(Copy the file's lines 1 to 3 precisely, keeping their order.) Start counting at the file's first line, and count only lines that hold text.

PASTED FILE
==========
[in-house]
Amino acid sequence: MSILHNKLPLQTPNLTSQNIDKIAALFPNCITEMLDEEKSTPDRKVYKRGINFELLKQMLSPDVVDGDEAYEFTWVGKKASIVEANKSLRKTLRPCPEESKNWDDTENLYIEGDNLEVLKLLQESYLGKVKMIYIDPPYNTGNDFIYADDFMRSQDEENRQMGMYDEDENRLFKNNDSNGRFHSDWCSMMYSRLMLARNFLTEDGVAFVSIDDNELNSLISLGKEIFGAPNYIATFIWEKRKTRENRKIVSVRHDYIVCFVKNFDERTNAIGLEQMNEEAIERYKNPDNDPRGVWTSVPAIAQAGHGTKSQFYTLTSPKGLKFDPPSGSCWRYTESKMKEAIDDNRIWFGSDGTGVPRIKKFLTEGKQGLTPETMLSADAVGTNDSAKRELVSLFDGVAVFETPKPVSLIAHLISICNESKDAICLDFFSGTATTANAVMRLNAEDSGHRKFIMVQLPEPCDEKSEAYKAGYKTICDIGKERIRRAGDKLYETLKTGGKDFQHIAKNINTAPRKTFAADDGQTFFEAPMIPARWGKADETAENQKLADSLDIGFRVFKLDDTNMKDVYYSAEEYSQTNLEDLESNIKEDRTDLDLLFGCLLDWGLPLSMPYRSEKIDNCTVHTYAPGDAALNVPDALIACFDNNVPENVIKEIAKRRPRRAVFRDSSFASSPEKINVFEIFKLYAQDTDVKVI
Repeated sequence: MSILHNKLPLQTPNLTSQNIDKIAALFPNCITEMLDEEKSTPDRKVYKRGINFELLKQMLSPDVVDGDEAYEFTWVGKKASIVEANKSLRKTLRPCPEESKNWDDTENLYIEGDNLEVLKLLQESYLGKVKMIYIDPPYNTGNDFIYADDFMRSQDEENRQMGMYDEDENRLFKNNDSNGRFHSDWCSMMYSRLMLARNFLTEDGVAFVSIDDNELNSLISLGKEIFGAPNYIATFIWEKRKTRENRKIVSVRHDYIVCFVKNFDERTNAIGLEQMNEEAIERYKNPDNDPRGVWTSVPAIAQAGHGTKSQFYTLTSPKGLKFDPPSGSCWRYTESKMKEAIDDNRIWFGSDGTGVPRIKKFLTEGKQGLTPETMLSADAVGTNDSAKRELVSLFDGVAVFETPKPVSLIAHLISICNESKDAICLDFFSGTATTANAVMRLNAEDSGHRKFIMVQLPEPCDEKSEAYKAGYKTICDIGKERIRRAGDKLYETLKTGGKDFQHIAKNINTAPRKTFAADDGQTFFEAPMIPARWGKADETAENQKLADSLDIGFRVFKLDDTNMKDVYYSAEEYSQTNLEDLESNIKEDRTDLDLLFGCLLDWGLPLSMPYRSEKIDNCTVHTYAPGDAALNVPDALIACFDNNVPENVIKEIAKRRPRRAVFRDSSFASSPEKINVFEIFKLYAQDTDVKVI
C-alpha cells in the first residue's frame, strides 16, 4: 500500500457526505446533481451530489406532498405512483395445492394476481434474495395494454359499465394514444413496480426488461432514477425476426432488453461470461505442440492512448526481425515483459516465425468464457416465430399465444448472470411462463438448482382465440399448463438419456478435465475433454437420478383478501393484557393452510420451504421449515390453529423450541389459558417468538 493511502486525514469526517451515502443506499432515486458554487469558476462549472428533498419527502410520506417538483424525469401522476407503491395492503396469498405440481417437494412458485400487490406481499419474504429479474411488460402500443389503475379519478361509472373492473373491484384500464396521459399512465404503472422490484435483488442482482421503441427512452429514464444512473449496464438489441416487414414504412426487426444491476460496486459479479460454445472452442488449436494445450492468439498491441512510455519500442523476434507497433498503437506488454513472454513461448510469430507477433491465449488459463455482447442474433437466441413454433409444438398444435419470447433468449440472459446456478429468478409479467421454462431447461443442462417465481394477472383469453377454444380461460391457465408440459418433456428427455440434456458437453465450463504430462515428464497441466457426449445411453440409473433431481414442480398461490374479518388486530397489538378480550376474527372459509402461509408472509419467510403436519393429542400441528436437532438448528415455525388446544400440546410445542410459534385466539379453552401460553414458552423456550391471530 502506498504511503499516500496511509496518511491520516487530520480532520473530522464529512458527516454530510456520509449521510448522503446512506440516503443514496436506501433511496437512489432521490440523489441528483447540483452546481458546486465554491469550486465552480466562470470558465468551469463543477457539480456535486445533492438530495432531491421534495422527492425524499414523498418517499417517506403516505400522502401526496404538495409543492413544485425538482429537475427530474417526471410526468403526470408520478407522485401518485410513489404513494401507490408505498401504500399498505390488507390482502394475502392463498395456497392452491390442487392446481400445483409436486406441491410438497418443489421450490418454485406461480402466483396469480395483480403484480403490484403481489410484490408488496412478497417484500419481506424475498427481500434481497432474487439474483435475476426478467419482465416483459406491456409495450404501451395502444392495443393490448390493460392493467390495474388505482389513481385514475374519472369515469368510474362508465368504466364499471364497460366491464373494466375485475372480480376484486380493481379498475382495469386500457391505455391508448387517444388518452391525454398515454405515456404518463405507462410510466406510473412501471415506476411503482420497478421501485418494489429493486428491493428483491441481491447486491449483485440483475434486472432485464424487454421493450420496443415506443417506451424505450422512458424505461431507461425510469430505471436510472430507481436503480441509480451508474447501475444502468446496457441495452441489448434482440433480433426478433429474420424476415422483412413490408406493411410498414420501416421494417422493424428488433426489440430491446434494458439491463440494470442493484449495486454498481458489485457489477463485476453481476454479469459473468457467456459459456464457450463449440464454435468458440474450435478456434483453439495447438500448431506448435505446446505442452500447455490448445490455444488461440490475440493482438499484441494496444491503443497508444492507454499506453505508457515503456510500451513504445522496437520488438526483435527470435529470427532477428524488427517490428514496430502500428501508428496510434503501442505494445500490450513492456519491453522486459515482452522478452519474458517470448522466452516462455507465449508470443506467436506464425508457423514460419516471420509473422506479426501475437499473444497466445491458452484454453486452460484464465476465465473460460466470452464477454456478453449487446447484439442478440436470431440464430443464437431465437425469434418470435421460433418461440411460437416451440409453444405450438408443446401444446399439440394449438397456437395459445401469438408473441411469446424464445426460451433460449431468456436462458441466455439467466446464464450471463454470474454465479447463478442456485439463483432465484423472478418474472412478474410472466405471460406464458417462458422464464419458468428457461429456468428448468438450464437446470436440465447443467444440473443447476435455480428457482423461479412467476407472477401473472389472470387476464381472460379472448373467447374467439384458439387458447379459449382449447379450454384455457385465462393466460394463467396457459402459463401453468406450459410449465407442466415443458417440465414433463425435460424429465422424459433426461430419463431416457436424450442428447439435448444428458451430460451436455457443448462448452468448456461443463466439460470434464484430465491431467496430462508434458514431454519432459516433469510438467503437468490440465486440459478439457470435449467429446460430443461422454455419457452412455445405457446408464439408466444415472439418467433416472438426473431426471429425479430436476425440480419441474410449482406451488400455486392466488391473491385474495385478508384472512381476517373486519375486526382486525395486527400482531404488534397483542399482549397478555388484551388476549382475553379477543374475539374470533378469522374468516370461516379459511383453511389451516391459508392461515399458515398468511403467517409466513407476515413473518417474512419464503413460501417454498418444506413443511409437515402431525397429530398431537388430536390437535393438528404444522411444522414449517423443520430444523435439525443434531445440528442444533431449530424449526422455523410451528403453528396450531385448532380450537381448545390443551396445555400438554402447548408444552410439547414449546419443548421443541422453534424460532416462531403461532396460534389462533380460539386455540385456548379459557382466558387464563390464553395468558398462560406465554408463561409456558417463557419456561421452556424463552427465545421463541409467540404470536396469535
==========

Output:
[in-house]
Amino acid sequence: MSILHNKLPLQTPNLTSQNIDKIAALFPNCITEMLDEEKSTPDRKVYKRGINFELLKQMLSPDVVDGDEAYEFTWVGKKASIVEANKSLRKTLRPCPEESKNWDDTENLYIEGDNLEVLKLLQESYLGKVKMIYIDPPYNTGNDFIYADDFMRSQDEENRQMGMYDEDENRLFKNNDSNGRFHSDWCSMMYSRLMLARNFLTEDGVAFVSIDDNELNSLISLGKEIFGAPNYIATFIWEKRKTRENRKIVSVRHDYIVCFVKNFDERTNAIGLEQMNEEAIERYKNPDNDPRGVWTSVPAIAQAGHGTKSQFYTLTSPKGLKFDPPSGSCWRYTESKMKEAIDDNRIWFGSDGTGVPRIKKFLTEGKQGLTPETMLSADAVGTNDSAKRELVSLFDGVAVFETPKPVSLIAHLISICNESKDAICLDFFSGTATTANAVMRLNAEDSGHRKFIMVQLPEPCDEKSEAYKAGYKTICDIGKERIRRAGDKLYETLKTGGKDFQHIAKNINTAPRKTFAADDGQTFFEAPMIPARWGKADETAENQKLADSLDIGFRVFKLDDTNMKDVYYSAEEYSQTNLEDLESNIKEDRTDLDLLFGCLLDWGLPLSMPYRSEKIDNCTVHTYAPGDAALNVPDALIACFDNNVPENVIKEIAKRRPRRAVFRDSSFASSPEKINVFEIFKLYAQDTDVKVI
Repeated sequence: MSILHNKLPLQTPNLTSQNIDKIAALFPNCITEMLDEEKSTPDRKVYKRGINFELLKQMLSPDVVDGDEAYEFTWVGKKASIVEANKSLRKTLRPCPEESKNWDDTENLYIEGDNLEVLKLLQESYLGKVKMIYIDPPYNTGNDFIYADDFMRSQDEENRQMGMYDEDENRLFKNNDSNGRFHSDWCSMMYSRLMLARNFLTEDGVAFVSIDDNELNSLISLGKEIFGAPNYIATFIWEKRKTRENRKIVSVRHDYIVCFVKNFDERTNAIGLEQMNEEAIERYKNPDNDPRGVWTSVPAIAQAGHGTKSQFYTLTSPKGLKFDPPSGSCWRYTESKMKEAIDDNRIWFGSDGTGVPRIKKFLTEGKQGLTPETMLSADAVGTNDSAKRELVSLFDGVAVFETPKPVSLIAHLISICNESKDAICLDFFSGTATTANAVMRLNAEDSGHRKFIMVQLPEPCDEKSEAYKAGYKTICDIGKERIRRAGDKLYETLKTGGKDFQHIAKNINTAPRKTFAADDGQTFFEAPMIPARWGKADETAENQKLADSLDIGFRVFKLDDTNMKDVYYSAEEYSQTNLEDLESNIKEDRTDLDLLFGCLLDWGLPLSMPYRSEKIDNCTVHTYAPGDAALNVPDALIACFDNNVPENVIKEIAKRRPRRAVFRDSSFASSPEKINVFEIFKLYAQDTDVKVI